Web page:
President-elect Joe Biden on Thursday will unveil a Covid-19 relief package rivaled in size only by last year’s $2 trillion Cares Act, in his first legislative test in the face of a split U.S. Senate and a deteriorating economy.
Transition officials developed a proposal with Democratic lawmakers and their staff in recent days that’s anticipated at least the $900 billion of December’s bill, with incoming Senate Majority Leader Chuck Schumer pressing for more than $1.3 trillion.
Biden last week put the “entire package” at “trillions of dollars,” and many Democrats believe it will be as much as $2 trillion, while others expect the coronavirus-only portion will fall closer to $900 billion. That means that other spending could take the package to the higher end of the various estimates. Treasury yields rose in Asia on Thursday amid speculation that will be the case.
Little more than a week after the shock storming of the Capitol, and amid a political atmosphere charged by the second impeachment of President Donald Trump, the incoming president is seeking significant bipartisan backing for his aid plan. Success on that score would distinguish him from his two immediate Democratic predecessors — no GOP senators voted for Bill Clinton’s first economic plan, and only three did so for Barack Obama’s.
Timing for Congress to debate and vote on Biden’s legislation is unclear, as the Senate may be consumed by Trump’s impeachment trial when his presidency begins.
Biden is set to introduce his plan hours after a report showing the biggest surge in weekly jobless claims since last March, with 965,000 Americans filing for state benefits. The figure far exceeds the worst days of the 2007-09 recession and may skew negotiators toward a bigger relief package. The president-elect is set to speak at 7:15 p.m. from Wilmington, Delaware.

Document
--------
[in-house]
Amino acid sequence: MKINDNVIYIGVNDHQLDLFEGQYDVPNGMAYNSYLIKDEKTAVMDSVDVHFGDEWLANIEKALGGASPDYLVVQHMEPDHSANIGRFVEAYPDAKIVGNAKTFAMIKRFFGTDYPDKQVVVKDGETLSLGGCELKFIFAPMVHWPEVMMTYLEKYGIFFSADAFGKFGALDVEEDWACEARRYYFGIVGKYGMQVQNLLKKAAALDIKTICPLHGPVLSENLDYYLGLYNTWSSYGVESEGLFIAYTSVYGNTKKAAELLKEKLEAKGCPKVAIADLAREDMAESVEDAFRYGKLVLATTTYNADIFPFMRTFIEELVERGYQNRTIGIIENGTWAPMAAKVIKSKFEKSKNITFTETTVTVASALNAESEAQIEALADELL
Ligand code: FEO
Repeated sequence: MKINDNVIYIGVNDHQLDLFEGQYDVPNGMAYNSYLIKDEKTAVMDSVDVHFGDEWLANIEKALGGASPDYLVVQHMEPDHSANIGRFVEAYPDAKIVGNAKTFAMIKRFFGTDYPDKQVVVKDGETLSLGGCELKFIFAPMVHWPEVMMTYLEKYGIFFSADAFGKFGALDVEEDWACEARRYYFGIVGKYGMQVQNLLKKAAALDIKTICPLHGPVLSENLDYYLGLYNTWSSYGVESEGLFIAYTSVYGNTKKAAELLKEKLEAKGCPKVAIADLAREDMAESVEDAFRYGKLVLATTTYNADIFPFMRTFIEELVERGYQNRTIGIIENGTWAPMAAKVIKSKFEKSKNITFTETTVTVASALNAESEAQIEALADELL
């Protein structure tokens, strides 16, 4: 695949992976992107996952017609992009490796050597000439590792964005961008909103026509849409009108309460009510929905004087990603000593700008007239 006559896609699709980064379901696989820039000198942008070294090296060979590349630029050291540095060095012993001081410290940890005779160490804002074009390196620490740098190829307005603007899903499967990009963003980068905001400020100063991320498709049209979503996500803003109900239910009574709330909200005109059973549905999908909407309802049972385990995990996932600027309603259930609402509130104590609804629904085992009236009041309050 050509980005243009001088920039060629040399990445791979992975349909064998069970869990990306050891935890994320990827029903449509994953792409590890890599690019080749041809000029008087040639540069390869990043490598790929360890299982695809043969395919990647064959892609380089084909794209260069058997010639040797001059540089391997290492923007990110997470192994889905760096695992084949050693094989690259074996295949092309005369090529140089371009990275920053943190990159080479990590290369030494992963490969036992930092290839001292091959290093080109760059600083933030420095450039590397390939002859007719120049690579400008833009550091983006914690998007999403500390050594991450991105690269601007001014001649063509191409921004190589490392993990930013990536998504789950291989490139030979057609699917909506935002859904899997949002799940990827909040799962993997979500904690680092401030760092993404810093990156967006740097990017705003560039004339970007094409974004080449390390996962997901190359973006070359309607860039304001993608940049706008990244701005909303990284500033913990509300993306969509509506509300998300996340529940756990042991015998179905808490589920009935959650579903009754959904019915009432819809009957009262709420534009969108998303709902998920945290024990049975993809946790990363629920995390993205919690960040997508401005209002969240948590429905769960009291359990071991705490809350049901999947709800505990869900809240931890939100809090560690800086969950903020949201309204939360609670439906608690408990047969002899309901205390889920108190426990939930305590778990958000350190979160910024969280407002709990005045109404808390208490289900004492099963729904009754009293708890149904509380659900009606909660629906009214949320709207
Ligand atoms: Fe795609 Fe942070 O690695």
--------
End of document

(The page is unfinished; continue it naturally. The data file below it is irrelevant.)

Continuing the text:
Biden’s plans will “reflect the urgency of the economic situation that our country finds itself in and the need for action — urgent action,” Brian Deese, who will serve as Biden’s National Economic Council director, said in an interview. Biden aims to replicate the bipartisanship behind the December aid agreement, Deese said.
“We need to focus on unity, even in a moment that is challenging and difficult as this one.”
Special unemployment benefits approved last year will run out in mid-March, which looms as a deadline for speeding help to millions of Americans impoverished by the pandemic.
“The two months will pass pretty quickly if things bog down” in legislative negotiations, said Stephen Stanley, chief economist at Amherst Pierpont Securities LLC. “It’s not a hair-on-fire urgent, but it’s certainly going to be coming up pretty quickly.”
Previewing Thursday’s announcement, Biden last week said that “trillions of dollars” in spending would take advantage of historically low-interest rates to invest in both short-term economic support and long-term development. A broader bill in the spring would be focused on longer-term goals such as infrastructure and climate change, people familiar with the matter said.
What’s in it?
Key elements of the pandemic relief plan include, according to transition and congressional officials:
An increase in direct payments to $2,000 …read more
Source:: The Mercury News – Entertainment